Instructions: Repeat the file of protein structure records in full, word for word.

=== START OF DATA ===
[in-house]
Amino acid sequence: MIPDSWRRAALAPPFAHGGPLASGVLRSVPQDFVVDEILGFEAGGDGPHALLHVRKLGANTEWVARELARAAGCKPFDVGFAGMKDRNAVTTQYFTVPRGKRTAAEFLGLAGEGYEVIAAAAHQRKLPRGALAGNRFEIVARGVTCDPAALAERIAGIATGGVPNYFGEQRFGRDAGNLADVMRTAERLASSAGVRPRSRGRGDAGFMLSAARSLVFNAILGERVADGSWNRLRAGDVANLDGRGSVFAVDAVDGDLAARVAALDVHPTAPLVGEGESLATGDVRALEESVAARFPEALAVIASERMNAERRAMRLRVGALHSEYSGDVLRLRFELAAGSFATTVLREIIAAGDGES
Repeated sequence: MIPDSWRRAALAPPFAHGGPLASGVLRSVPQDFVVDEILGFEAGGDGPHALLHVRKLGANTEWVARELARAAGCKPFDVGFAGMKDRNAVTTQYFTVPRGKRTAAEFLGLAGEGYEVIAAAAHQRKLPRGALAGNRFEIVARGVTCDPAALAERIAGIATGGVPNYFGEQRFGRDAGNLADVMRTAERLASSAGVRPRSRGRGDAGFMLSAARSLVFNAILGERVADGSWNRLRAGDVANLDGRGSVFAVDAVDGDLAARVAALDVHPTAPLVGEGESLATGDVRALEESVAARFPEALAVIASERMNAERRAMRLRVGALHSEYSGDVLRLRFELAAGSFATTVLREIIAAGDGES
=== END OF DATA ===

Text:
[in-house]
Amino acid sequence: MIPDSWRRAALAPPFAHGGPLASGVLRSVPQDFVVDEILGFEAGGDGPHALLHVRKLGANTEWVARELARAAGCKPFDVGFAGMKDRNAVTTQYFTVPRGKRTAAEFLGLAGEGYEVIAAAAHQRKLPRGALAGNRFEIVARGVTCDPAALAERIAGIATGGVPNYFGEQRFGRDAGNLADVMRTAERLASSAGVRPRSRGRGDAGFMLSAARSLVFNAILGERVADGSWNRLRAGDVANLDGRGSVFAVDAVDGDLAARVAALDVHPTAPLVGEGESLATGDVRALEESVAARFPEALAVIASERMNAERRAMRLRVGALHSEYSGDVLRLRFELAAGSFATTVLREIIAAGDGES
Repeated sequence: MIPDSWRRAALAPPFAHGGPLASGVLRSVPQDFVVDEILGFEAGGDGPHALLHVRKLGANTEWVARELARAAGCKPFDVGFAGMKDRNAVTTQYFTVPRGKRTAAEFLGLAGEGYEVIAAAAHQRKLPRGALAGNRFEIVARGVTCDPAALAERIAGIATGGVPNYFGEQRFGRDAGNLADVMRTAERLASSAGVRPRSRGRGDAGFMLSAARSLVFNAILGERVADGSWNRLRAGDVANLDGRGSVFAVDAVDGDLAARVAALDVHPTAPLVGEGESLATGDVRALEESVAARFPEALAVIASERMNAERRAMRLRVGALHSEYSGDVLRLRFELAAGSFATTVLREIIAAGDGES